Single-species assays

As a preliminary step to the microcosm assay, a D. magna (neonates) immobilization test on the composite leachate (mixture of leachates A to H, see leachate production) was launched following a standard protocol (ISO, 1989). In this 24 h assay, the pH of the leachate was not modified, and the following concentrations were tested: 1, 2, 4, 8 and 16%.

During the microcosm assay, another daphnid test was performed on the same leachate (concentrations: 1, 2 and 3%) and on the microcosms overlying waters sampled on day 58. The aim of this daphnid test was to see whether leachate toxicity was attenuated after 8 d following introduction in microcosms.

The amphipod H. azteca was also exposed 24 h and 5 d to the composite leachate (1–16%), following the principle of the daphnid standard test.

Statistical methods

Data were analysed with Statview F-4.5. Significant differences (p < 0.05) between means were determined using the t-test.

Results

Physico-chemical conditions in microcosm assays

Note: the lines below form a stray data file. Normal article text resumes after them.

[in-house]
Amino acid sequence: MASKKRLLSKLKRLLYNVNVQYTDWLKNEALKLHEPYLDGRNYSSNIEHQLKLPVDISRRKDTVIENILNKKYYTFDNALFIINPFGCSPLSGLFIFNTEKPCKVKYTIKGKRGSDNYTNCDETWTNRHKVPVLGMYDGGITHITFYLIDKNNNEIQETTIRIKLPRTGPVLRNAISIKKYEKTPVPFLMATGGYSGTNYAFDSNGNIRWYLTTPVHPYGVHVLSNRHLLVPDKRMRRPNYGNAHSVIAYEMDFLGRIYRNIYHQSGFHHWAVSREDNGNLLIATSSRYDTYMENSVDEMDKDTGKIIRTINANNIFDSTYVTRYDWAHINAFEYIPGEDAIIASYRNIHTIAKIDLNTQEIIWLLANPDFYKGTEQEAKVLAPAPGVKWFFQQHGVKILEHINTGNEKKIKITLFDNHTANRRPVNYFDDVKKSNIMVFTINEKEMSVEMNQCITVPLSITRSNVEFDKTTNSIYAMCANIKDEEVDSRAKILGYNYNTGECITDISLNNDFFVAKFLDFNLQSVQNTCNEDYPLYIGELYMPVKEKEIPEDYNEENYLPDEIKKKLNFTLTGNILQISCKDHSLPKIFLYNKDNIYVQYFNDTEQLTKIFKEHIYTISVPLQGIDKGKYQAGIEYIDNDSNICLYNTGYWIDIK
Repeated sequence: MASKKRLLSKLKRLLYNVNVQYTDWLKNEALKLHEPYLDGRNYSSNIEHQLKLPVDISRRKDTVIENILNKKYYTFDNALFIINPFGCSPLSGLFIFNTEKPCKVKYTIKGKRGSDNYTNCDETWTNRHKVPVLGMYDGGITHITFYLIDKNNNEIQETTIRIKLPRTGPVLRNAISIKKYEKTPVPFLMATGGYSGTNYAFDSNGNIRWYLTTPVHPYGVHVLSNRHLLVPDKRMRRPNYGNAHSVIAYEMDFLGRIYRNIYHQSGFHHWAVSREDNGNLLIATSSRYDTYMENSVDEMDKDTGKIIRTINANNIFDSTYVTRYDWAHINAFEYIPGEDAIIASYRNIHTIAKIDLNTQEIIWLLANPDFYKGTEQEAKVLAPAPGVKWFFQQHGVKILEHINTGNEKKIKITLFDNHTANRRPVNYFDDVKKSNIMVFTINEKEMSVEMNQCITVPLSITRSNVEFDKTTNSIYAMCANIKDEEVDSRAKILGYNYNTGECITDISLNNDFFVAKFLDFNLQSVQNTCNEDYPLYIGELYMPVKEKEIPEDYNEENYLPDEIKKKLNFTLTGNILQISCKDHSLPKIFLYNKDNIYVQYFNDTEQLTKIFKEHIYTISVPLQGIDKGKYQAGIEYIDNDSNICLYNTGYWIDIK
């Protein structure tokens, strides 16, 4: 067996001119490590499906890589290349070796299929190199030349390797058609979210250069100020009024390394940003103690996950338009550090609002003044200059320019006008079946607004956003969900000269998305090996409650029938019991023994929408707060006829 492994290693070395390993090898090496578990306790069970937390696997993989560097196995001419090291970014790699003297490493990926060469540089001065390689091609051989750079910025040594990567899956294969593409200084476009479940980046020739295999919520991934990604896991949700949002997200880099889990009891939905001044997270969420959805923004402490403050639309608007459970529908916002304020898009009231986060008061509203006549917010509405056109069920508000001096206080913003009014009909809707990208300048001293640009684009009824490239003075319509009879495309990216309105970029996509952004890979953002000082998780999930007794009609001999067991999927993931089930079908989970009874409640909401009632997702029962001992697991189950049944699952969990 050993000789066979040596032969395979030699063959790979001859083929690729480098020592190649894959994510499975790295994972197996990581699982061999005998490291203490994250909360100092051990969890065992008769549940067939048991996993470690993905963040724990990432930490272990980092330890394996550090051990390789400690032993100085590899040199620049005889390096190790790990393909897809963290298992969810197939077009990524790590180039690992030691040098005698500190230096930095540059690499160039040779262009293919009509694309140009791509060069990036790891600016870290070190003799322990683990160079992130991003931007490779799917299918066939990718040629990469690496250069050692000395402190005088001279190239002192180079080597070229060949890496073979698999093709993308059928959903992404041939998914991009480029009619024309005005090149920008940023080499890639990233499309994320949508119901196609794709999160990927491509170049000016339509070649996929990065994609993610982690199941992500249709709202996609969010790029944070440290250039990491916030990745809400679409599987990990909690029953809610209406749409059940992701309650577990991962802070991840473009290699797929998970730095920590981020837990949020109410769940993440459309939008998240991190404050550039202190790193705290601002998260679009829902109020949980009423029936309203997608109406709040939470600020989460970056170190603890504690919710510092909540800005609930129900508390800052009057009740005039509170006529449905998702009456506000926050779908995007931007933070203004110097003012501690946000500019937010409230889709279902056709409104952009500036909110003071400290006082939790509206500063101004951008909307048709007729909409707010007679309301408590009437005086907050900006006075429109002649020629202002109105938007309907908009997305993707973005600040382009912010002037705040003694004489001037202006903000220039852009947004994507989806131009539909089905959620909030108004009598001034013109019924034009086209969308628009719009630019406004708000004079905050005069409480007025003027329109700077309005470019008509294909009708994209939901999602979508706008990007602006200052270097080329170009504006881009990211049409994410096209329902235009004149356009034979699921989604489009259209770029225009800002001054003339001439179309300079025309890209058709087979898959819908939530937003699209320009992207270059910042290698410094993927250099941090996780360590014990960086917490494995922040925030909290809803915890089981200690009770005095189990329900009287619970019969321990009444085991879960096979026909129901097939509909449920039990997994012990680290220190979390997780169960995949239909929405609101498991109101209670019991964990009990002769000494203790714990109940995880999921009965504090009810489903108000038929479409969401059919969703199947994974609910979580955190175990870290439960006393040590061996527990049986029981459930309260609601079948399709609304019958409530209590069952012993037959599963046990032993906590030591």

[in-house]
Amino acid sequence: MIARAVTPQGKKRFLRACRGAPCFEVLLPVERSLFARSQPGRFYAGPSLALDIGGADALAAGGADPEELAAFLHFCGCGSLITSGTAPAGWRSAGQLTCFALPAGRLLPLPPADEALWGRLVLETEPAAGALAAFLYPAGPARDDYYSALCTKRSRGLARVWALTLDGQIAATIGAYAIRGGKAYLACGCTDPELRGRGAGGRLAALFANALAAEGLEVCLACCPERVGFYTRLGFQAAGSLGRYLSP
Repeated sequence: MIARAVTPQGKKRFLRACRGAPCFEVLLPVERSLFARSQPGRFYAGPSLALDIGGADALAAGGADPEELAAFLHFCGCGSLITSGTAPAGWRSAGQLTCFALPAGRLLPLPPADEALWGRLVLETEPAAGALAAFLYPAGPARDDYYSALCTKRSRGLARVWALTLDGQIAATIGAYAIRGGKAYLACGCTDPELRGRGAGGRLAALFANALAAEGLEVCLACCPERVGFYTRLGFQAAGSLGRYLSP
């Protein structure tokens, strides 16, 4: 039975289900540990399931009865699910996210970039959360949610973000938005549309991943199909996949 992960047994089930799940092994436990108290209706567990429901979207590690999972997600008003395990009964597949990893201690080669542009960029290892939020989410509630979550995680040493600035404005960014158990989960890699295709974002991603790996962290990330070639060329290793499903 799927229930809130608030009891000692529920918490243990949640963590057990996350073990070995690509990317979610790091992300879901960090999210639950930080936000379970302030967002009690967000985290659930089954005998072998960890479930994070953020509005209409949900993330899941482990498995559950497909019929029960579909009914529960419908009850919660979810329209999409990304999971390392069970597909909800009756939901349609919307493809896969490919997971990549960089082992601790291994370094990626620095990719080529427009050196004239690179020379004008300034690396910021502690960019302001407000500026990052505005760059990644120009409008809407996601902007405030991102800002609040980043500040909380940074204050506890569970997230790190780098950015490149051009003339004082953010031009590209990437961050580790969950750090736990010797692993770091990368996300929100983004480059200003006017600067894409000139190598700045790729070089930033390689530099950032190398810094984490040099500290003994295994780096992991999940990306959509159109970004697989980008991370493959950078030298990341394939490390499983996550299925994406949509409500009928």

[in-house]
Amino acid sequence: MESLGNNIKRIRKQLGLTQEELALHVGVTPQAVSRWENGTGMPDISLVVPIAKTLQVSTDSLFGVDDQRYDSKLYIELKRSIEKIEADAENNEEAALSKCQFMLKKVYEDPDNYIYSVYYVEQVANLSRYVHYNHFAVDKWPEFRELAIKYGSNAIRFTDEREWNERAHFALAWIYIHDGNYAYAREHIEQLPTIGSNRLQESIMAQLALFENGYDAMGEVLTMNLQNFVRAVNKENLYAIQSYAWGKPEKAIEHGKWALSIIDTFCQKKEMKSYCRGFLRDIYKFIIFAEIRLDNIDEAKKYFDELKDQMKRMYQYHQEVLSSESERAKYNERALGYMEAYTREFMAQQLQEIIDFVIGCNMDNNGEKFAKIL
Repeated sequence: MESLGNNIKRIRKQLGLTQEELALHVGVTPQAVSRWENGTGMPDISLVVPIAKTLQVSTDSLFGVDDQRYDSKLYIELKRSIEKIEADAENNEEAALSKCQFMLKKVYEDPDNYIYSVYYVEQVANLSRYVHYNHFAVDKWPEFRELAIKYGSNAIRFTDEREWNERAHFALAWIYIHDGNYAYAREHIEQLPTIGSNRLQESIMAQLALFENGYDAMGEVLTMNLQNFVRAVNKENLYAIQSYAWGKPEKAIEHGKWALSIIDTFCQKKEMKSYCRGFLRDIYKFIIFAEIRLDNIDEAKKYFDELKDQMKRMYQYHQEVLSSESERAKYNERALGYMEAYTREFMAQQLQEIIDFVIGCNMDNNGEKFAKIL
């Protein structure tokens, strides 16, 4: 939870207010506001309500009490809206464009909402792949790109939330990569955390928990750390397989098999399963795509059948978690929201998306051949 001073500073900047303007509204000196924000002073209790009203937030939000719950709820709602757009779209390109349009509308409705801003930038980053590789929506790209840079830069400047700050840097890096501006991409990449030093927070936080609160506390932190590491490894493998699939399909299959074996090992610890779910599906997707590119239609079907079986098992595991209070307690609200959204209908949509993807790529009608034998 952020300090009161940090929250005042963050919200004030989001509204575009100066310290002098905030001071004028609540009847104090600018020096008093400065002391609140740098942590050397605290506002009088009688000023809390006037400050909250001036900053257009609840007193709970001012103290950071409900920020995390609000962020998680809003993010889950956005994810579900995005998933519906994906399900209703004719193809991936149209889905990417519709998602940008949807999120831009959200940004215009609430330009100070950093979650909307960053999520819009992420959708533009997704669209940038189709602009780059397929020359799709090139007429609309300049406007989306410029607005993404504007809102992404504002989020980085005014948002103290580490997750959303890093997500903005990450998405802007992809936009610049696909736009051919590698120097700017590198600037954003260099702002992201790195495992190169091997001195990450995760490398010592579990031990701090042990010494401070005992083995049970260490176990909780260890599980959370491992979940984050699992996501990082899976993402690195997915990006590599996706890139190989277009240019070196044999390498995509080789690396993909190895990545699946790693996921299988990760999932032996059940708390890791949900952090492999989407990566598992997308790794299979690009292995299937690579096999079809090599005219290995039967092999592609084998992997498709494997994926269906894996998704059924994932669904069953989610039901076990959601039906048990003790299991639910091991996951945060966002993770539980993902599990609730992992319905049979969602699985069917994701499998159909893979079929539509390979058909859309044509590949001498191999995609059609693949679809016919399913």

The addition of leachates led to a significant increase of electrical conductivity. An increase of 35 μ S cm−1 per % of leachate was observed. This increase was mainly due to addition of chlorides, sulphates, sodium and potassium brought with the leachate (Figure 2). The pH of overlying waters varied between 7.9 and 8.4 during the course of both assays; leachate additions led to an increase of only 0.02 to 0.11 pH units, owing to the buffering capacity of the systems. Due to the composition of leachates, the dissolved organic carbon (DOC) content of the water column increased in treated microcosms, but only moderately (maximum 3–4 mg C l−1 in both assays). The contamination also induced an increase of overlying water copper concentration (Figure 3). The composition of the sediment was not modified by contamination. Pore waters of contaminated microcosms were only slightly more saline (Cl, Na+, K+) and organic (DOC) at the end of assay, whereas no differences were noted for metals.

Effects on organisms

Cladocerans